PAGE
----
Psychotherapists use the term empathic resonance to describe a therapist’s ability to provide a client with the experience of being seen and understood. In psychiatrist Daniel Siegel’s words, the client feels felt, an experience that has tremendous potential for fostering healing and improved integration of brain function.
Empathy doesn’t necessarily lead to compassion—that is, the desire to alleviate the suffering of others. In order to better how to cultivate greater compassion, it helps to define compassion more precisely as a caring response to another’s distress or suffering.
This can take two forms:
- Being willing “to suffer with” another; to bear witness and not turn away in the face of their distress; to accompany and provide solace to them through one’s caring presence.
- Acting to alleviate or mitigate another person’s distress or suffering.
The first form of compassion described above is critical to any genuinely compassionate response to another’s suffering. In some instances, this may be all we can do in the moment, or it may be the most truly supportive thing to do for someone in pain. Any rush to fix or alleviate another’s suffering—unless it is something as simple as lending a hand to someone who has fallen or calling for help in a medical emergency—may, in fact, be more about alleviating our own empathic distress. However, the willingness to patiently accompany another in their time of suffering with care and awareness—while realizing it is not one’s own, despite feeling empathic distress—may be the necessary means for discovering how we can best help that person.
So compassion is the willingness to be with suffering—our own and that of others—without resentment, blame, or other fear-based, reactive-survival mode behaviors that will just make the situation worse. Acceptance is key to embracing suffering, our own and others’, in responsive-relational mode as well as a radical act of self-empowerment. I think of the Serenity Prayer here, which could just as easily be called the Wisdom Prayer: “God, grant me the serenity to accept the things I cannot change, the courage to change the things I can, and the wisdom to know the difference.”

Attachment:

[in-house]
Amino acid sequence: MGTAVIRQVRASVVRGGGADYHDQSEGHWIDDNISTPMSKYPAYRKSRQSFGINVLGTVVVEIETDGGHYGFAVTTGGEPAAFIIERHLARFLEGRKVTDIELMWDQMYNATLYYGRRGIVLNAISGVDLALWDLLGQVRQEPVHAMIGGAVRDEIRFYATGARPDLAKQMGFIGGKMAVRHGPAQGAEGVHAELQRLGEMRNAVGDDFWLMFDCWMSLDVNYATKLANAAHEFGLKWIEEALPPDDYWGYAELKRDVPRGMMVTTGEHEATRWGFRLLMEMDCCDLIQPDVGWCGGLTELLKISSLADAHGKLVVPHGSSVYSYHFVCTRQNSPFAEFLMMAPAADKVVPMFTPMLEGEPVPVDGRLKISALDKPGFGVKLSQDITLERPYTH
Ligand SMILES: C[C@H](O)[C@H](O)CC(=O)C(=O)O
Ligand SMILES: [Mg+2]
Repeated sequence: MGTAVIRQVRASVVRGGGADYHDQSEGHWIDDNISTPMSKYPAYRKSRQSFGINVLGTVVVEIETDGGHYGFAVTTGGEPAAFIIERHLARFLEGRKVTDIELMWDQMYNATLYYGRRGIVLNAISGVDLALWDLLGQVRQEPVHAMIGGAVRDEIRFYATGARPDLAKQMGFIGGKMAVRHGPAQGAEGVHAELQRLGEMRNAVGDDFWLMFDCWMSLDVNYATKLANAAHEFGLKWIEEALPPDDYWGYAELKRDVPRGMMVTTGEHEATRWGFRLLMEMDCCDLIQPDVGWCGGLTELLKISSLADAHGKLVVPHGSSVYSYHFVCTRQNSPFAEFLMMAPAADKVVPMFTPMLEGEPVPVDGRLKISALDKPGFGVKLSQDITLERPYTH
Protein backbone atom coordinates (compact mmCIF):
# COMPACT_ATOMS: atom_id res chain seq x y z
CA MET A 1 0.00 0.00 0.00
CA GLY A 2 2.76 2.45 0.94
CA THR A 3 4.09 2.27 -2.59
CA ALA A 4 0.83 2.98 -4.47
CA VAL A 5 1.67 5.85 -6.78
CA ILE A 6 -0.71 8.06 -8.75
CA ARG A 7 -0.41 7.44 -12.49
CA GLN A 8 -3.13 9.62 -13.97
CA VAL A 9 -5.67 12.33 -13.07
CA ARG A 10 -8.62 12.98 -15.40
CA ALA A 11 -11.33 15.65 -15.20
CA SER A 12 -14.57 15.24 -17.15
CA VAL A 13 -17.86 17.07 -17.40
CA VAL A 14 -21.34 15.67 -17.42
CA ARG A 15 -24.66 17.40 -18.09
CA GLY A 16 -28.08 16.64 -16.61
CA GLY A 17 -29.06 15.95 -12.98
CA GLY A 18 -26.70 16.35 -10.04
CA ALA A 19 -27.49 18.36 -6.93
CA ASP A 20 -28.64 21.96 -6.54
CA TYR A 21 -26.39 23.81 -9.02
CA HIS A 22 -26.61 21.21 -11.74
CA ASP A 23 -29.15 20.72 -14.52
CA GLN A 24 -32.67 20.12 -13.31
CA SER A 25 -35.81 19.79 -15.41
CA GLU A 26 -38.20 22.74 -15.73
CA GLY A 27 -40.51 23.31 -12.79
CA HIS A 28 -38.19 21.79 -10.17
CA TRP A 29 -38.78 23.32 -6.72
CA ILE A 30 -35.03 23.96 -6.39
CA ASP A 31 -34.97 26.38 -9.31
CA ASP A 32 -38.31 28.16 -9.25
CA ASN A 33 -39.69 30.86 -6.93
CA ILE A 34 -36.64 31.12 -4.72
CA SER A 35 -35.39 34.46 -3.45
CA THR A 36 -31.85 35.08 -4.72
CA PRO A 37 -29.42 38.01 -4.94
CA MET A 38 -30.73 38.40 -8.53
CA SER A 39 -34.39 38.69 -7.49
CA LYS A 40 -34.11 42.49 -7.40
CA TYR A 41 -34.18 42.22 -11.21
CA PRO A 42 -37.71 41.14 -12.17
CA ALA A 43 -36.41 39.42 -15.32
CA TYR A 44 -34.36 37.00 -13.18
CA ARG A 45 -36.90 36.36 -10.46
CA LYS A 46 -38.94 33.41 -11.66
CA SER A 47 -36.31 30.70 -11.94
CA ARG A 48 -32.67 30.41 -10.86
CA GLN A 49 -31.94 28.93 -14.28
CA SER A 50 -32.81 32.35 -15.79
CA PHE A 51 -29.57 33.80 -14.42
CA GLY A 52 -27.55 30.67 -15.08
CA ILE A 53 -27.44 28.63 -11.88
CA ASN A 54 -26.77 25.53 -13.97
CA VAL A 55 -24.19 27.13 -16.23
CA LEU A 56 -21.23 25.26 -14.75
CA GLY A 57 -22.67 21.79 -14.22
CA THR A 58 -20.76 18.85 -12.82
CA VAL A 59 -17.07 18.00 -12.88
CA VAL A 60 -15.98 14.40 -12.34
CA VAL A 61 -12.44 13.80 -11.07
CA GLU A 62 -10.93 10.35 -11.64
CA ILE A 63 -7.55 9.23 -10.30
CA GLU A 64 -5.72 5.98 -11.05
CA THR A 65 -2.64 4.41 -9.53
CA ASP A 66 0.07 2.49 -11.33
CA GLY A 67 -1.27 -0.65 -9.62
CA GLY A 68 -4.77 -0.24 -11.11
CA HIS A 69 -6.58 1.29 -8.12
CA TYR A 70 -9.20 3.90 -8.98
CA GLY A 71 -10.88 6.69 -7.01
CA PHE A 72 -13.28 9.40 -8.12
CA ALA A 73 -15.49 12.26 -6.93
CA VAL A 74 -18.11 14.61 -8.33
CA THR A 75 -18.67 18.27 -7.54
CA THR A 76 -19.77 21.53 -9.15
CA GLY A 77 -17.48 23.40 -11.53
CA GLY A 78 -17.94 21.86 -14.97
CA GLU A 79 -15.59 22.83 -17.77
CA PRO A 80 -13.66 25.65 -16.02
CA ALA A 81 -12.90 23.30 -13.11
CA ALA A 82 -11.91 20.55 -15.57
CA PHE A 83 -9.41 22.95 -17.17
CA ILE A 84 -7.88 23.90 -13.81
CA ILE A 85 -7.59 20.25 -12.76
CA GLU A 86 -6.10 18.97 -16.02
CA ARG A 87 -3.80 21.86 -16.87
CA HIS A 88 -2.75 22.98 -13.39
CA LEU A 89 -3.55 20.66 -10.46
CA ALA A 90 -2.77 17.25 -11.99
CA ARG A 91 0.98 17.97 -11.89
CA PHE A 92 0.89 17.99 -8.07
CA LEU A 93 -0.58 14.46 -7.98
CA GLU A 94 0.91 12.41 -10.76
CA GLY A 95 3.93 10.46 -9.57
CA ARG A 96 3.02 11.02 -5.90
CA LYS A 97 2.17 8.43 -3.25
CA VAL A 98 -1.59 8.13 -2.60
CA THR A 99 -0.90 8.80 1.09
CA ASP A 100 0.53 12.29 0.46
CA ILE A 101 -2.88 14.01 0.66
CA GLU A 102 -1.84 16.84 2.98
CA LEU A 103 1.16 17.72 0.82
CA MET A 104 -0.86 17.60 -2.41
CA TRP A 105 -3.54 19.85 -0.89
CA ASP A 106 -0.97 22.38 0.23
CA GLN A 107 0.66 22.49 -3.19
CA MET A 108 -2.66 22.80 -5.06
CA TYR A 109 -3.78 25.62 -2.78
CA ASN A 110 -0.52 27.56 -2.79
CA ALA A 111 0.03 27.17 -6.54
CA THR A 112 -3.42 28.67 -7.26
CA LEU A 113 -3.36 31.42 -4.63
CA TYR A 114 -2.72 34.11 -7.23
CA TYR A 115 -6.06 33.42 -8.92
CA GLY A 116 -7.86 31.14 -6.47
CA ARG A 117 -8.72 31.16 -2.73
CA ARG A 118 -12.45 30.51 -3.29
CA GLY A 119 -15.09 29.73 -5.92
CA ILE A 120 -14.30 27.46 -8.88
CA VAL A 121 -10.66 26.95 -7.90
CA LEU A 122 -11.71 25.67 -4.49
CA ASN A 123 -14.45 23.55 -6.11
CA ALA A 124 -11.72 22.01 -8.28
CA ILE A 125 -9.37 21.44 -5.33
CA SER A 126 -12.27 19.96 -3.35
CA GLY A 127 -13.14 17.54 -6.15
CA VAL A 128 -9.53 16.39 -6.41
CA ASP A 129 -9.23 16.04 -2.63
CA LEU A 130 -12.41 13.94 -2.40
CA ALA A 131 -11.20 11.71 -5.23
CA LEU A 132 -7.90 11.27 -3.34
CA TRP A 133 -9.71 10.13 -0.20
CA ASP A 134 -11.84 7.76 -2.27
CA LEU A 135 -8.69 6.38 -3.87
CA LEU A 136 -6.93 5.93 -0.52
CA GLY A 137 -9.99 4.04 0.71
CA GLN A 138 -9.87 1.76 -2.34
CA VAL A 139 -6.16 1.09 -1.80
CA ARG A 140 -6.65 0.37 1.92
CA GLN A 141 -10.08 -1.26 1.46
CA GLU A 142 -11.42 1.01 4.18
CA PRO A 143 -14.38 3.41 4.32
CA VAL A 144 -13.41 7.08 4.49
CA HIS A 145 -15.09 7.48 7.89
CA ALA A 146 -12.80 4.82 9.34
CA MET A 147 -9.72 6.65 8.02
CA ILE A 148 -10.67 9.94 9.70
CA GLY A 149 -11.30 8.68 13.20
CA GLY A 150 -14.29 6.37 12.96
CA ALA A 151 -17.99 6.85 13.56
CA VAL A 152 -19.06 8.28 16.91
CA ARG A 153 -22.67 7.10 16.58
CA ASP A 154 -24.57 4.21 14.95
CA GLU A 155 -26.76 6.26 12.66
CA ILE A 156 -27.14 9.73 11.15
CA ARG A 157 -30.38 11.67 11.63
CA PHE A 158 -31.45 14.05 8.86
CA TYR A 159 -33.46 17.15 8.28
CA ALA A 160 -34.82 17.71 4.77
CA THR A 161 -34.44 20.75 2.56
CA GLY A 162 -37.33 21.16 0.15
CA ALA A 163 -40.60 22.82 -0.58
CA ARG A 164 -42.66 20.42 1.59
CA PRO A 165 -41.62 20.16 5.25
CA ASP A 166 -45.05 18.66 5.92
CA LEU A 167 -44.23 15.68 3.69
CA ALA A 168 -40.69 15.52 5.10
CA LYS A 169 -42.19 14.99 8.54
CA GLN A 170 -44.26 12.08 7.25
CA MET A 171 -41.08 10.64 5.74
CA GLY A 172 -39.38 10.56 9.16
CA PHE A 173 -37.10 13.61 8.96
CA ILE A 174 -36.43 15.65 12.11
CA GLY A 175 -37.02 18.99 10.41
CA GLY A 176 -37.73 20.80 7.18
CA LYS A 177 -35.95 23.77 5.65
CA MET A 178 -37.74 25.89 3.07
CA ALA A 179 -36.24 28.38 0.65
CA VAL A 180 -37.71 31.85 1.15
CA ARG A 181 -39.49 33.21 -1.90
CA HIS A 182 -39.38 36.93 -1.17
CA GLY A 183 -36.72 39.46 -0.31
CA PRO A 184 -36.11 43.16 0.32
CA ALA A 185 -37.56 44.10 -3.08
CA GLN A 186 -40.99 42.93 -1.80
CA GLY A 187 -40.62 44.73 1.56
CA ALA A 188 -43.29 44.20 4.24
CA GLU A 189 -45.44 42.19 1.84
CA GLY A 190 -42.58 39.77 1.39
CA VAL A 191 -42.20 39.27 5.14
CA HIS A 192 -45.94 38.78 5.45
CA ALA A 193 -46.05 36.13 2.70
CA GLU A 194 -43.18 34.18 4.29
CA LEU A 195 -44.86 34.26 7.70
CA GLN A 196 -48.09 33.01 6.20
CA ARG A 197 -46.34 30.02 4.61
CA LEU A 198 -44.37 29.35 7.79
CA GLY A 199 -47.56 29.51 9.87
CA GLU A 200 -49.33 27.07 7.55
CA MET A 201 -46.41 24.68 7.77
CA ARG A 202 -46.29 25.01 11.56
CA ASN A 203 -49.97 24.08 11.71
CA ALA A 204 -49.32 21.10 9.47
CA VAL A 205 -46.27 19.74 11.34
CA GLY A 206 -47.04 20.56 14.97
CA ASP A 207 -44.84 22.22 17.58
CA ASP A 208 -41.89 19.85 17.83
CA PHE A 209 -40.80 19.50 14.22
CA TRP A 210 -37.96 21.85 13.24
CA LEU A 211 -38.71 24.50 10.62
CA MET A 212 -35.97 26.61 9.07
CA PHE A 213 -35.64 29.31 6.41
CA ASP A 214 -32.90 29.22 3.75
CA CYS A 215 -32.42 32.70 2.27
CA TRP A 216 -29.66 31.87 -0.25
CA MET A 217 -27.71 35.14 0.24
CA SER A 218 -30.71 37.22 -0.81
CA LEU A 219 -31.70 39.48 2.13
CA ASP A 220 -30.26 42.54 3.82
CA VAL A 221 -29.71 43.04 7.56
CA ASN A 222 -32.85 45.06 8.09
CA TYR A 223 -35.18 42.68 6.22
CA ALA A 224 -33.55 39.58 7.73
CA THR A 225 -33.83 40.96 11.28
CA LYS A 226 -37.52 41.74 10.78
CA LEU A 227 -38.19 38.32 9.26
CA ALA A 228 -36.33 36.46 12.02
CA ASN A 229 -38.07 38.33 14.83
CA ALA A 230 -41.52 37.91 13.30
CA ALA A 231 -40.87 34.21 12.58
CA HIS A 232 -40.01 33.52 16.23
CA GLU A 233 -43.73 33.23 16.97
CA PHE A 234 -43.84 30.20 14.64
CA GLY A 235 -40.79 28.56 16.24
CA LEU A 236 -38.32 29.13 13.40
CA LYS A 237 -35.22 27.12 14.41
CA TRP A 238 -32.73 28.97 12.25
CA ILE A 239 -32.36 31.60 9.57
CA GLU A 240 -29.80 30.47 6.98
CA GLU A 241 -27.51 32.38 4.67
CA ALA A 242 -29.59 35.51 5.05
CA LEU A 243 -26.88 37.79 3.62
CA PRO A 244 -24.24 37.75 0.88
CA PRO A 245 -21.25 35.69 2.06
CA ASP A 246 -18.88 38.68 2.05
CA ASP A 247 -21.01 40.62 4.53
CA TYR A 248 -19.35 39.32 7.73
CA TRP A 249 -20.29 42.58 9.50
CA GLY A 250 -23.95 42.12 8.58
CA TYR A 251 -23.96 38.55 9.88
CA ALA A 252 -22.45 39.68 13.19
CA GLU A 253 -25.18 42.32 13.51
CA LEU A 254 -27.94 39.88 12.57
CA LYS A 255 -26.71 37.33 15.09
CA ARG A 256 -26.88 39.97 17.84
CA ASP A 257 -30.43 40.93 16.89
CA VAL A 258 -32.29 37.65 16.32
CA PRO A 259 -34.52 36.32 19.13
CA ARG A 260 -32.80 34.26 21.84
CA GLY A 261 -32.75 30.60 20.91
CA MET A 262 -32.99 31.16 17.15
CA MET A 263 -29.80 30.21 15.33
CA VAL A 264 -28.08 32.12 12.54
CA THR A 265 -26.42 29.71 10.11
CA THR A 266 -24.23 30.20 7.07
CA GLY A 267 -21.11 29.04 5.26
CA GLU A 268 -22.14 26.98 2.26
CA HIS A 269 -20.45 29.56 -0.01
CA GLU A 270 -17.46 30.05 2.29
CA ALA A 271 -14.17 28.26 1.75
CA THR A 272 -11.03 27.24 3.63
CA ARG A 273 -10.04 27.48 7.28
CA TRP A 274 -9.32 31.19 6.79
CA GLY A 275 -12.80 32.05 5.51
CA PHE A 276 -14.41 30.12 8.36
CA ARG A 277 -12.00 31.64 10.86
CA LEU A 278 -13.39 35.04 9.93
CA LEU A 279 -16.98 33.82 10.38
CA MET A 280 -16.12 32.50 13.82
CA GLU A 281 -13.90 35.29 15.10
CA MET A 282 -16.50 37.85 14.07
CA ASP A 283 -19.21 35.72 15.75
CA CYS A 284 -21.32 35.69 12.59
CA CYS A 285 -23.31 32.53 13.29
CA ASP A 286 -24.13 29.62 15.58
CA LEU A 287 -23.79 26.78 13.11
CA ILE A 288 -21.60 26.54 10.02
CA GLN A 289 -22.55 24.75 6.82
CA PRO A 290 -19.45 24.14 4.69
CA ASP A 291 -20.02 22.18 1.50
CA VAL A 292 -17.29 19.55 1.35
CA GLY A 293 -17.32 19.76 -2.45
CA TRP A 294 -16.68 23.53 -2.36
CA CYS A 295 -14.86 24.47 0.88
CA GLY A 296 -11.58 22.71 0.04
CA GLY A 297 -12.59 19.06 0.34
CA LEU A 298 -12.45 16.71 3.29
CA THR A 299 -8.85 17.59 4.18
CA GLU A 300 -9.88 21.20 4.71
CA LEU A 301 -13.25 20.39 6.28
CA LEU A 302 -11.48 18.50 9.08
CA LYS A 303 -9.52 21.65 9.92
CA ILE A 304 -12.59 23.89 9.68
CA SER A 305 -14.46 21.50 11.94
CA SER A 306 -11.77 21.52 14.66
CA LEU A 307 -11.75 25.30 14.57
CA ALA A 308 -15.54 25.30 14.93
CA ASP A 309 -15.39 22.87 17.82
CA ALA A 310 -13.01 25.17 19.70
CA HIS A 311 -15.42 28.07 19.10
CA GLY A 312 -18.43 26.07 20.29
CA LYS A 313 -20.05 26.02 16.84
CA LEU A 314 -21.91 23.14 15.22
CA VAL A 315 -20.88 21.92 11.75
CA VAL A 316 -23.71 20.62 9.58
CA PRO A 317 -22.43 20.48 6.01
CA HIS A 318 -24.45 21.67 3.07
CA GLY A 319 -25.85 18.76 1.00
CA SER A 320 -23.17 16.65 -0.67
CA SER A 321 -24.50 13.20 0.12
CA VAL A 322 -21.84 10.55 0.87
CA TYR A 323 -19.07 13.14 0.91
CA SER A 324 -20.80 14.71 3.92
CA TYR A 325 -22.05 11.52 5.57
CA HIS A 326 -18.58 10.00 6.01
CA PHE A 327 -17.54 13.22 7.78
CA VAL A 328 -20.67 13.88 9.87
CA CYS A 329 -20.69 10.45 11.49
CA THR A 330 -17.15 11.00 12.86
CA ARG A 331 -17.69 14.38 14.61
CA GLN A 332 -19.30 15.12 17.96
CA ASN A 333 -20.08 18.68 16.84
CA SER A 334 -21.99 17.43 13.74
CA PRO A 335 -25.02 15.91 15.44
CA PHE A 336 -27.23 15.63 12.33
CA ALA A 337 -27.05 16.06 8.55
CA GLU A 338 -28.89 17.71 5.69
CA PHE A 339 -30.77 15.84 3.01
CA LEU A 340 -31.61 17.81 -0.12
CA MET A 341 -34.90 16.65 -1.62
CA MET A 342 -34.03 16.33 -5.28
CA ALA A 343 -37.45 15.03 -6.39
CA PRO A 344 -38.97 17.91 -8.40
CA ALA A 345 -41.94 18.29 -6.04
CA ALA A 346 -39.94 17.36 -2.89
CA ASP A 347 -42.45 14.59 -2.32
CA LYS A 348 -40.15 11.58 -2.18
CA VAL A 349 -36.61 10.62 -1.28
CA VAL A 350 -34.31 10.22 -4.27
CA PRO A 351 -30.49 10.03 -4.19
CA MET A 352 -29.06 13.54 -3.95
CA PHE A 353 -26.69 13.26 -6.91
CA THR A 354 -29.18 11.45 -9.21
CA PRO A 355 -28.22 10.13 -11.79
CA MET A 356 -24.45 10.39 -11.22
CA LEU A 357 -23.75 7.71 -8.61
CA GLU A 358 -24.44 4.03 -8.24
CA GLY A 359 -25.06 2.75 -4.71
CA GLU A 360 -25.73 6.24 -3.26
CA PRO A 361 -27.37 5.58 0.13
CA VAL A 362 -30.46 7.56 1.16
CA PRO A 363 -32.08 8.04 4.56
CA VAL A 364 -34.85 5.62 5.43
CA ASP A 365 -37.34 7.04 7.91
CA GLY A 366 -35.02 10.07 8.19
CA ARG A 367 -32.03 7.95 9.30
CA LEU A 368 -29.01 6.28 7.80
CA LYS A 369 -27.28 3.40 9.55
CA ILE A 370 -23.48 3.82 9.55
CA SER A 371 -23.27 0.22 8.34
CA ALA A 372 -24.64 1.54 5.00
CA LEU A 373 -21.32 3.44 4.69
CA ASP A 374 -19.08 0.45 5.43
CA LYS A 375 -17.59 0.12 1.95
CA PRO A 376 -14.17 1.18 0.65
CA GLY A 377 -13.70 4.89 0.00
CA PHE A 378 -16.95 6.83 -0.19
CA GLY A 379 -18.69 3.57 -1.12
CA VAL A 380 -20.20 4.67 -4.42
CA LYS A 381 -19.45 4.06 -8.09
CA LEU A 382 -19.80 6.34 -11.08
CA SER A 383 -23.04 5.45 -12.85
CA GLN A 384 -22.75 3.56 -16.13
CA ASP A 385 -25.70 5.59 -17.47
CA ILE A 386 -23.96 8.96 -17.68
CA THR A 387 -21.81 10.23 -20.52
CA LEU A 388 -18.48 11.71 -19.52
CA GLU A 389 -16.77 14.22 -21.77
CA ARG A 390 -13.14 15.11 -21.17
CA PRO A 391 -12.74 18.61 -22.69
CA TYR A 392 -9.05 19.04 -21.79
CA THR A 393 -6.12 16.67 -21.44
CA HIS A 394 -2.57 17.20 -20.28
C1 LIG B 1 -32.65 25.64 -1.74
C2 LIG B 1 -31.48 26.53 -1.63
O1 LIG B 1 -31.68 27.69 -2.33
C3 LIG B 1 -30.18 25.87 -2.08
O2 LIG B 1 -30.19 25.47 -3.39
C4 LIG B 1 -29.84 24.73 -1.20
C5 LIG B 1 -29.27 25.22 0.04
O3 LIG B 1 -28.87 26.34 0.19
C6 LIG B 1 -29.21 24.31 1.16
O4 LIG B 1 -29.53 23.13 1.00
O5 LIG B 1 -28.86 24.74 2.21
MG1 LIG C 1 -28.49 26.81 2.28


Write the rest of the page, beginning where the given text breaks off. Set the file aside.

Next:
The power of acceptance can’t be overestimated. Accepting the basic fact of the suffering and pain we witness and remaining willing to experience it is what allows us to access our innate capacities for compassion. Our initial impulse may be to turn away from suffering. Our empathic sensitivity may even trigger avoidance mechanisms or fight-flight-freeze responses. However, we can also recognize our empathic distress as the natural response of our tender and vulnerable heart to the pain of others. Doing so will help us shift away from a threat-avoidance response, move into a healthy stress response, and discover the courage to move from empathy to compassion.
As we learn to recognize our experiences of empathetic distress as the first sign of our compassion response, we develop even more confidence in our basic goodness.
Living bravely with empathic awareness, when I encounter someone’s sadness, it touches me—I care and resonate with their feelings. It’s more than a disinterested observation of what another person is experiencing: it actually opens my heart.
This doesn’t mean that I have to respond in some way, or even that a response would be helpful. It does mean that I’m living courageously with an open heart and developing greater confidence in my own and others’ basic humanity.
We don’t have to be victims of our conditioning or even our genetics. There are countless examples of people facing the worst circumstances imaginable who have chosen to rise above their situation with self-compassion and bravery. We can do that too. It’s all right there within our reach.
Adapted from RADICAL RESPONSIBILITY: How to Move Beyond Blame, Fearlessly Live Your Highest Purpose, and Become an Unstoppable Force for Good, by Fleet Maull, PhD. Sounds True, May 2019. Reprinted with permission.